Ricky Powell was a person you thought would be around forever. When you went to the West Village, you’d most likely see him. Radio in hand, West 4th St. or The Rickford Institute Hat on crooked, a king in his court with live commentary all the way. It’s a sad day when we heard that The Rickster had passed on. In more than twenty years of DJing, there were plenty of Ricky Powell stories and sightings. We respected him because of his body of work. The four books he put out. The text messages of: “You ready for a print, yet?”, or a message through Instagram talking about Brother Jack McDuff (and his autographed “The Worm” forty-five from Jack). A true NYC street legend who will be sorely missed.
We all leave after the gig, and the next day I get a call. “Dude, Ricky Powell just left last night. He said he had to get home to watch Sports Center.” In true Powell fashion, he took a cab all the way from Central Jersey to his Charles St. apt.
I met Ricky Powell over twenty years ago. I was a fan of his photography, had a copy of Oh Snap, and thought it was a good idea to book him to do a slide show at my DJ night called The Soul Circuit. So I got in touch, I can’t remember how I got his number, and that was that. He made his way down from the City on the night of the event and we were excited. He did inform us that he ate a space cake before he came down. But he was The Rickster, that was part of the charm. The night went off without a hitch. He hand placed those irreplaceable slides of history in our rented slide machine. A lot of heavyweight photos were shown. Some personal photos would pop in here and there. Some topless girl. A dog from his block. People shooting hoops. Then he and I went back to back, slide for record. He’d put up LL, I’d drop “Rock The Bells”. He’d show KRS-One, I’d thrown on “You Must Learn”. It was a memorable night. Since the trains weren’t running, we had arranged for him to stay at Chuck Cheeba’s place. Chuck was a stand-up dude, a businessman, and he could be trusted to handle Ricky Powell. We all leave after the gig, and the next day I get a call. “Dude, Ricky Powell just left last night. He said he had to get home to watch Sports Center.” In true Powell fashion, he took a cab all the way from Central Jersey to his Charles St. apt. He called me the next day to “bill” me. We went back and forth for quite a while and I finally sent him a check. (I wish I still had the return check with the patented Ricky Powell hand style signature on the back!).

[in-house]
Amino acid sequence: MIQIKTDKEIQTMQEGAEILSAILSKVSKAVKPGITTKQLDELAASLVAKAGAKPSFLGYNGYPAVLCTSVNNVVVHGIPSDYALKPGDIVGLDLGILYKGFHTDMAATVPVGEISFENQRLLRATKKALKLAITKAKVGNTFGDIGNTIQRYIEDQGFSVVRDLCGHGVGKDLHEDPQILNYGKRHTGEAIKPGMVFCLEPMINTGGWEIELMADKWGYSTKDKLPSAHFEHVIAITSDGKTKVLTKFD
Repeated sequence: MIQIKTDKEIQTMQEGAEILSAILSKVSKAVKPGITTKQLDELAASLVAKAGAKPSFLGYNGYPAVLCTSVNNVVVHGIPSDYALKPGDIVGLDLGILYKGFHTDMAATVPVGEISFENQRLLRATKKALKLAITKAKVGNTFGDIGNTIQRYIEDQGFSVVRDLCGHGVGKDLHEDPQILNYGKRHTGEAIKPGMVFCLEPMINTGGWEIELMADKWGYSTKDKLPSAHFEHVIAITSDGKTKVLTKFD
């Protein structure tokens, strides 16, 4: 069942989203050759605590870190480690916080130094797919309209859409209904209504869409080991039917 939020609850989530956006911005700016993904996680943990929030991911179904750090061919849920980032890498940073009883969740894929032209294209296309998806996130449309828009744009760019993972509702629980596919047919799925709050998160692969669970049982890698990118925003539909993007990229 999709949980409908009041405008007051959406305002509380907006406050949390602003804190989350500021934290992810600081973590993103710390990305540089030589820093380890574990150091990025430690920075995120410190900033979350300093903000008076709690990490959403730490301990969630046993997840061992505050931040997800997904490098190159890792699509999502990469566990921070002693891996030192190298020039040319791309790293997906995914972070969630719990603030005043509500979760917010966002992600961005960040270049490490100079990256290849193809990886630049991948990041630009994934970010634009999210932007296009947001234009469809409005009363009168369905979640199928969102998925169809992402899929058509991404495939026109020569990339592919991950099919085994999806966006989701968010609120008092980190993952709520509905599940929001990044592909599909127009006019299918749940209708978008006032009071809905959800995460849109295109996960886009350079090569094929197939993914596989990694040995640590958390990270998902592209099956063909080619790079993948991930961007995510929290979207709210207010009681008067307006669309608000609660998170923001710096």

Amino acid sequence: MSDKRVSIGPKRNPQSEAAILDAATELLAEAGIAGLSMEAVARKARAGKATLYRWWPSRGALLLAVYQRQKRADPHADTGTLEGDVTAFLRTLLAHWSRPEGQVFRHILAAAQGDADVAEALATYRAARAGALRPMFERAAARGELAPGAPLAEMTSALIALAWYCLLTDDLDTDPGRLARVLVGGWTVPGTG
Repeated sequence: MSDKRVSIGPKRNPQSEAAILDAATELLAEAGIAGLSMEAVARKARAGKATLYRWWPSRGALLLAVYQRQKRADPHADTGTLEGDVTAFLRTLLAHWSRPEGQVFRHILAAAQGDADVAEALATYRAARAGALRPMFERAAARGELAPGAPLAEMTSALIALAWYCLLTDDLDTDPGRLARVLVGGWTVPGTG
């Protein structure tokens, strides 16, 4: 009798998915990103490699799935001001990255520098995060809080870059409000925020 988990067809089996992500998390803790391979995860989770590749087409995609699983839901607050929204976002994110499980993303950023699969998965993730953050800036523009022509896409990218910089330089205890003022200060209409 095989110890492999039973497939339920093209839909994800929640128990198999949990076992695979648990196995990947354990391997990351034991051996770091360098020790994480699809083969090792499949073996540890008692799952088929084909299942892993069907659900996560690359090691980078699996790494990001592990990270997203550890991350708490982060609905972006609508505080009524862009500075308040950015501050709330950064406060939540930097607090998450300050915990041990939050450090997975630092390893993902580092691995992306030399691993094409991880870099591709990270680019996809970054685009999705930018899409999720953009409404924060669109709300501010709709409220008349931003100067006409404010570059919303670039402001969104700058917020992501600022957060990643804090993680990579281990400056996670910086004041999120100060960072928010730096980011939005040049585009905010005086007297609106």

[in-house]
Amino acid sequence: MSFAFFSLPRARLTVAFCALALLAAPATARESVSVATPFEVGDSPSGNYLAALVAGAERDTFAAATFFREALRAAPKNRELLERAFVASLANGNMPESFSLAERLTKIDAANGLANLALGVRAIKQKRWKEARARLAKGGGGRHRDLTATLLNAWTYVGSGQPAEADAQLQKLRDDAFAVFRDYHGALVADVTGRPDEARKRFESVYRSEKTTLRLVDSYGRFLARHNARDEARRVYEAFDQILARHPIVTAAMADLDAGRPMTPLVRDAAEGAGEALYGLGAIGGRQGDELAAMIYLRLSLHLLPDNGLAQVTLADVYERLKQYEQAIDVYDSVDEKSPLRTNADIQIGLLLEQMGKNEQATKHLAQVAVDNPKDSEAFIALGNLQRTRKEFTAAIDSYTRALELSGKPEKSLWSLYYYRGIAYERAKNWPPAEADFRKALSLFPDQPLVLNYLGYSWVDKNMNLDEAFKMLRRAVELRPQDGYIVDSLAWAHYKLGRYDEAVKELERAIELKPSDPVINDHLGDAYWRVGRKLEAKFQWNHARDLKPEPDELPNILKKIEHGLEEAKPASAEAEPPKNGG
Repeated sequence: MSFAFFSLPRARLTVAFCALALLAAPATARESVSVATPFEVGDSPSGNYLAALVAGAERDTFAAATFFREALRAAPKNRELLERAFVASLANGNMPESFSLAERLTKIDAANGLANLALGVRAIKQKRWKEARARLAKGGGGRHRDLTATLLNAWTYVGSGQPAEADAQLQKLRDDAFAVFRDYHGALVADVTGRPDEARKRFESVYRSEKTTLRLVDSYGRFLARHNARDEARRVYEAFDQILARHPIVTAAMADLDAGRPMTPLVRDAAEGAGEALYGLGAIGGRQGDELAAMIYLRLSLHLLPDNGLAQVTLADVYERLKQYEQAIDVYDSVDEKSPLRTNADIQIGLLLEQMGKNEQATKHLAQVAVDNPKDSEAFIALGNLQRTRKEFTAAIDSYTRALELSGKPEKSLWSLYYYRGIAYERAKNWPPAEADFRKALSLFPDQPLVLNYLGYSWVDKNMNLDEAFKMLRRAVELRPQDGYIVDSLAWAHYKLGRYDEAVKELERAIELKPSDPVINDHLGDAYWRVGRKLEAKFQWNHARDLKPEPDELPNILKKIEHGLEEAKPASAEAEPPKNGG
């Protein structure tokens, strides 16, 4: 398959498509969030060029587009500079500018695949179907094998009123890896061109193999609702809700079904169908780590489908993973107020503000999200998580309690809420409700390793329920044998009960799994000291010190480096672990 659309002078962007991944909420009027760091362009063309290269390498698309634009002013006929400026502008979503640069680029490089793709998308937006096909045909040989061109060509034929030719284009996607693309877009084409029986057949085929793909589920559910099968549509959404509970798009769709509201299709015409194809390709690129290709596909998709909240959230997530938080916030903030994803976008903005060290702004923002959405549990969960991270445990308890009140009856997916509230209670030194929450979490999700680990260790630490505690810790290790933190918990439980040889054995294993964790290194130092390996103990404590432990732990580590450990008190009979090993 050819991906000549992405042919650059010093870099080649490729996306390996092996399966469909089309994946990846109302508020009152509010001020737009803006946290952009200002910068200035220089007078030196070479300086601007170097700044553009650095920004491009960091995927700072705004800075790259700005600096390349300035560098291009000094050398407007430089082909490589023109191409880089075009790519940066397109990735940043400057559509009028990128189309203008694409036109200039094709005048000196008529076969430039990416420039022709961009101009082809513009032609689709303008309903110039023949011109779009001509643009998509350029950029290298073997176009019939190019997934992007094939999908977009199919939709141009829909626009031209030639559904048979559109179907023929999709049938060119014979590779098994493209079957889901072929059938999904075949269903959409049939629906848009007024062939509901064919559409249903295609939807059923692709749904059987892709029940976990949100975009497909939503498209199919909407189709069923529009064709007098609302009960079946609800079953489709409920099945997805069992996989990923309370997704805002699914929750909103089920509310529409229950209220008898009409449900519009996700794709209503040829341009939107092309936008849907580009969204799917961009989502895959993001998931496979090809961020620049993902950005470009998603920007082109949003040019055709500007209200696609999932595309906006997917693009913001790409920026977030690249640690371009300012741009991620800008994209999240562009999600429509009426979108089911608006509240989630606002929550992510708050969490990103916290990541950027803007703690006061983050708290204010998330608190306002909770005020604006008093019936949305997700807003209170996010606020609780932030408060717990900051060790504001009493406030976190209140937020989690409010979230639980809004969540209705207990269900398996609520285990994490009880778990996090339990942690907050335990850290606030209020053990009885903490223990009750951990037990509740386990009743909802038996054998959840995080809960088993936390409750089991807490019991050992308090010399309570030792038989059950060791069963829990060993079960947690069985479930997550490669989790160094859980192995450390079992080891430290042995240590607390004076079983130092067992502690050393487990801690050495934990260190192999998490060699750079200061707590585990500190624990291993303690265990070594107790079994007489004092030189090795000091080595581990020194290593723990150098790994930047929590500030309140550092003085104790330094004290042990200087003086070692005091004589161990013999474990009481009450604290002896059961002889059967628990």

There will be no one like Ricky Powell. Powell captured a time in NYC that doesn’t really exist anymore. Whether it’s the photos (or being the subject of lyrics) of the Beastie Boys in their early days, tour shots with Run DMC, street photography capturing some of the most iconic people of all time, or just the everyday goings-on of the man, he’s going to be sorely missed. Ricky Powell was at the right place at the right time in our lifetime. He captured these moments that will live on forever. His warm and sometimes abrasive NYC attitude was part of his character. But that was the charm. His body of work was well respected by people all around the globe, and it saddens me to know we lost another true legend this year. Rest In Power, I hope you’re “krunching on a tasty knish somewhere, snapping away with your transistor radio in hand, telling those new jack cornballs to ‘act right’.”